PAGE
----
The Triangle's jobless rate rose slightly in June, reflecting the fragile state of the economic recovery.
This region remains relatively healthy compared with the state and the nation, but the local unemployment rate is high by historical standards.
The rate increased to 8 percent in June from a revised 7.9 percent in May, according to data released today by the N.C. Employment Security Commission and adjusted for seasonal effects by Wells Fargo economist Mark Vitner.
The seasonally adjusted numbers provide better comparisons, economists say. The ESC adjusts the state's jobless rate each month.
Some of the increase in the local rate can be tied to lost government jobs as the Census winds down, and more people giving up looking for work, Vitner said.
"The longer range trend is still down," he added. "We're seeing a more good news and less bad news. We're seeing a pick-up in hiring plans."
Employers in sectors such as technology and manufacturing are expanding again, and tourism is rebounding, making hotels and restaurants busier, he added.
The Triangle jobless rate will likely continue to rise during the next several months, as more people reenter the workforce, Vitner said.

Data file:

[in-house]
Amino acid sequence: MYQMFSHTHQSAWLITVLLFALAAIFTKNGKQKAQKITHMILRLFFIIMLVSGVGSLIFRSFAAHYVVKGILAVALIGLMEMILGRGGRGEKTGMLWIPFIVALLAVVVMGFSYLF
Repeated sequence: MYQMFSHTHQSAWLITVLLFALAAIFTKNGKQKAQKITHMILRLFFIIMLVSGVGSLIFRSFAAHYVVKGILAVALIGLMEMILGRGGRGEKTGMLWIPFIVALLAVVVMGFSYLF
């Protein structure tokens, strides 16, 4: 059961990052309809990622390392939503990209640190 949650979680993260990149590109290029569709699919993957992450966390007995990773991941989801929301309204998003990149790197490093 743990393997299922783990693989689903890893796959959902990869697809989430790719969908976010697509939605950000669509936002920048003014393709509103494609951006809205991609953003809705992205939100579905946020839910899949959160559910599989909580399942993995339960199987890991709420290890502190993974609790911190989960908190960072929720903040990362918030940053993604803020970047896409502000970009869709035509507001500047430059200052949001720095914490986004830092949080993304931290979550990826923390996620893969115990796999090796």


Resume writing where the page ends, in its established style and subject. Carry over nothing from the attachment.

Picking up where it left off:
Nearly 67,000 people in this region were counted as unemployed last month, the ESC reported. That doesn't include people who have stopped looking for work.
In recent weeks, companies such as Ceridian, a business services provider, and Kuehne + Nagel, a shipping firm, have announced plans to close local operations and eliminate hundreds of jobs.
But that negative news has been tempered by recent announcements from companies such as IBM and Becton Dickinson about plans to add hundreds of new jobs.
The state rate fell to 10 percent in June, but remained above the national rate of 9.5 percent. Last month, 55 of North Carolina's 100 counties had jobless rates at 10 percent or higher.
In Charlotte, the state's largest metropolitan area, the seasonally adjusted jobless rate fell to 10.7 percent in June from 11 percent in May. That market has a higher concentration of jobs in the hard-hit financial services and manufacturing sectors.
"We still have a long way to go," Vitner said.